Maybe because I’m 70 years old, I jumped at the first chance I had to receive the Covid-19 vaccine. Even better, I received the version from Johnson and Johnson, not only a trusted brand for floor wax (actually that’s SC Johnson – not the same), but also a vaccine that needed only one shot. I came back from France (where at the time I was neither old enough nor sick enough to receive the vaccine) to the US so that I could receive this injection at a Rite-aide Pharmacy in Spokane, WA. The experience for me was painless and incident free, no discomfort, no swelling, no side effects.
That was in April. Since then, I’ve come back to France, where, because of fear of spread of the new delta variant, the government has mandated that, as of August 9th, each person present a verification, a digital code sent from the state in the form of a QR Code, that they have received the vaccine or can otherwise prove via the code presented, that they do not have Covid-19. This is a coercive effort by the government to get more people vaccinated.
Though my vaccine, recognized in both the EU and the US as safe and effective, allows me to cross the border into the EU using the shot card that I was provided by Rite-aide, it doesn’t meet the French government’s new rules for controlling access to public places. For this, the record of your vaccination has to originate in Europe and be trackable in a way that lets the French government issue an easily scannable QR code (printed or on your cell phone app) so that guardians at the entry to bars, restaurants, museums, or concert halls can quickly grant or deny access to these spaces based on your vaccine status. For Americans, this means that your record of covid vaccination is inadequate to gain access to most of the tourist activities in France, including trains and aircraft within the country. If you do not have the vaccine credential, you can present the results of a Covid PCR test or antibody test taken within the prescribed time limits. This applies to outdoor venues as well as indoors. My last covid PCR test, good for 72 hours, cost me 53€. I can’t imagine why any American would want to visit France under those circumstances.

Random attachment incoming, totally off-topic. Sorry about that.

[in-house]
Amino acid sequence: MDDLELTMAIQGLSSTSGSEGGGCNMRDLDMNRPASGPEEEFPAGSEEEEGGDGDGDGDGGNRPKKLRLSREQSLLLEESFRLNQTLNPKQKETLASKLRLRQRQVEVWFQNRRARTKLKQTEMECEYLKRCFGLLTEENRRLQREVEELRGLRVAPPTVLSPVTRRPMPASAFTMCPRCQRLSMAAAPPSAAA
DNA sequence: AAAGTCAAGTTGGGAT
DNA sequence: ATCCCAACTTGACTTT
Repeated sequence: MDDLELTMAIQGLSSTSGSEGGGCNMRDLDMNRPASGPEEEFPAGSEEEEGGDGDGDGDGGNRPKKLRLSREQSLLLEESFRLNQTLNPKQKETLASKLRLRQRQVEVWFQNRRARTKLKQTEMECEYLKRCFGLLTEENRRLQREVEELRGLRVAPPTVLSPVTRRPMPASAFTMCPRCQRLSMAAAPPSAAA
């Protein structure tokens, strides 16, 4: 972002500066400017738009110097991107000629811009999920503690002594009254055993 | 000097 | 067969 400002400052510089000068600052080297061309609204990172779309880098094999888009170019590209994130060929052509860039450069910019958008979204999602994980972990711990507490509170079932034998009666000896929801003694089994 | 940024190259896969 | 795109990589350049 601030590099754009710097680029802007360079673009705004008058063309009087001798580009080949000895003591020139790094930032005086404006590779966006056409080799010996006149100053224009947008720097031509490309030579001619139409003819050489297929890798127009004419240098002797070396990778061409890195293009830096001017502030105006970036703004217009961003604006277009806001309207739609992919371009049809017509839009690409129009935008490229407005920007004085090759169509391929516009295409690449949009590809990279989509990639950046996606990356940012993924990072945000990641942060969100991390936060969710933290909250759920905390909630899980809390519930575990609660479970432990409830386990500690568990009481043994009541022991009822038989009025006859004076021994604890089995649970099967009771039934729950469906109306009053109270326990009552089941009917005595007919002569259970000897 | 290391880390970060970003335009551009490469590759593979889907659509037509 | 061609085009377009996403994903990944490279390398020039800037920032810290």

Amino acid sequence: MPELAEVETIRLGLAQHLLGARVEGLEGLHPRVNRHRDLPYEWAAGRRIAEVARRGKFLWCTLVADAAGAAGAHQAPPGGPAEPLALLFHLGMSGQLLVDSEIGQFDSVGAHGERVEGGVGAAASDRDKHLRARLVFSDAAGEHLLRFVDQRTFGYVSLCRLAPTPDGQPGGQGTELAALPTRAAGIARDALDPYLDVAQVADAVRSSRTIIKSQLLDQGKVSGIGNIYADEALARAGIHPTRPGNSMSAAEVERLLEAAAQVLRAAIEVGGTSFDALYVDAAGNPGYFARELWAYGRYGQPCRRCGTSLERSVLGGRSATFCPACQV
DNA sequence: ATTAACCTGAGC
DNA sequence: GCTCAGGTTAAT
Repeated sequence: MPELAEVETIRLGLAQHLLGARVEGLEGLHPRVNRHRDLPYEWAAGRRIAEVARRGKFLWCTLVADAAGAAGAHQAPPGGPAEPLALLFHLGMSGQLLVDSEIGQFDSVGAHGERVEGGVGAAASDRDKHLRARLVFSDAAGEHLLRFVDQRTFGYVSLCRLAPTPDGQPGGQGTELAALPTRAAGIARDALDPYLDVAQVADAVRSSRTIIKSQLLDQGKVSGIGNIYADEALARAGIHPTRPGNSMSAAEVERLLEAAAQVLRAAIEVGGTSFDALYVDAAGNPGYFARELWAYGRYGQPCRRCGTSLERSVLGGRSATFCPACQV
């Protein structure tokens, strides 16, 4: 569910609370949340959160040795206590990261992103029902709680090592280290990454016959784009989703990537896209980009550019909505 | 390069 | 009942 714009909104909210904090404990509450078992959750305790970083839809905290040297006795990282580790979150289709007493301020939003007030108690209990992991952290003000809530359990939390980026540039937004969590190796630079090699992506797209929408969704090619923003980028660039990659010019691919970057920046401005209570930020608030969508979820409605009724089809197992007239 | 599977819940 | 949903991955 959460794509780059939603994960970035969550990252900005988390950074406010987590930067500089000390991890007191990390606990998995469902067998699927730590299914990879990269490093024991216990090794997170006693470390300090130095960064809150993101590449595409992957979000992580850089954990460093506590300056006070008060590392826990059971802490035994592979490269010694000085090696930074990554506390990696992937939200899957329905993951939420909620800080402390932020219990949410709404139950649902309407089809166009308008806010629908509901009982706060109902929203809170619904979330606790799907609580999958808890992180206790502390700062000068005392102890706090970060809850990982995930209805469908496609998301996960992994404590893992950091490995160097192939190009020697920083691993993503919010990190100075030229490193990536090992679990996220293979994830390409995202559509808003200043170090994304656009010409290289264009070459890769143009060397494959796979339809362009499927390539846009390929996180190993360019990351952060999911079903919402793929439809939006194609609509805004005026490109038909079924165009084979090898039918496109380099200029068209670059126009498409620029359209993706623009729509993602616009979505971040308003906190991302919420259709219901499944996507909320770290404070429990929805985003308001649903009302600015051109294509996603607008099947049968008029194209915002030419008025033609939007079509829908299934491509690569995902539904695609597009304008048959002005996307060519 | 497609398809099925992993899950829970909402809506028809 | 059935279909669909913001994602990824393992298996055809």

It is authorized for you to cross the border into France based upon your US record of vaccination, but it is not authorized for you to use that record to sit outside for lunch at a café. This might have something to do with the US precaution to not yet allow EU tourists across our borders.
One can see that the public health record of vaccinations in the US was neither conceived nor intended as certified record that could be linked to our national ID card. Oh yeah, we don’t actually have a national ID card.
Both in France and in the United States, I think a majority of people disdain the vocal minority who refuse to get the vaccination. It seems contrary to “science”, many would say. Yet the fact is, the US government (through the US Food and Drug Administration), while encouraging and mandating that certain groups get vaccinated, as well as supporting state and private efforts to do the same, refuses to certify that the vaccine is safe, except for emergency use.
In the August 5th edition of the Wall Street Journal, a letter to the editor included the following commentary, rebutting an editorial that criticized the FDA position:
The history of drug and vaccine development illustrates possible pitfalls of post-approval drug manufacturing, some of which have had dire consequences. The most notorious was the 1955 “Cutter incident,” in which more than 200,000 American children received a polio vaccine in which the process of inactivating the live virus was defective. The vaccine, manufactured by Cutter Laboratories, eventually caused 40,000 cases of polio, leaving 200 children with varying degrees of paralysis and killing 10.
The Pfizer -BioNTech and Moderna vaccines are not killed-virus vaccines, so faulty inactivation is not a possibility, but the manufacture is highly complex. Emergent BioSolutions, designated by the U.S. government as the sole domestic manufacturer of the Johnson & Johnson and AstraZeneca vaccines, had to discard 75 million vaccine doses because of possible contamination. Earlier this year, the Food and Drug Administration recalled certain batches of a commonly prescribed diabetes drug, metformin, because it contained unacceptably high levels of a cancer-causing chemical contaminant.
Applications for approval are extraordinarily complex and sometimes contain shortcomings or inconsistencies. The medical and public-health experts who are, with the best of intentions, demanding immediate full approval of the Covid-19 vaccines, have not actually reviewed all the data documenting that the manufacturers can produce batch after batch of vaccine with the necessary purity, potency and sterility.
There is also the big-picture issue: If the FDA were to grant full approval to a product that caused a debacle similar to the Cutter incident, or even a problem like the metformin contamination, it would not only injure patients but also provide fodder for anti-vaccine activists and make the public skeptical of vaccines for years, or even decades. We can’t afford a misstep.
Henry I. Miller, M.D.
It would seem that Dr Miller, a founding director of the FDA’s Office of Biotechnology, has already provided sufficient cause (if not verified, the future manufacturing of these vaccines could go awry) for anti-vaccine activists to make the public skeptical. Though about 400 million doses of the various types of vaccines have already been administered in the US, who is to say that future doses won’t be ill-manufactured and cause some sort of catastrophe (though having Covid-19 when you are young seems nothing like contracting polio)?
Perhaps the FDA should perform a cost benefit analysis of protecting their administrative integrity.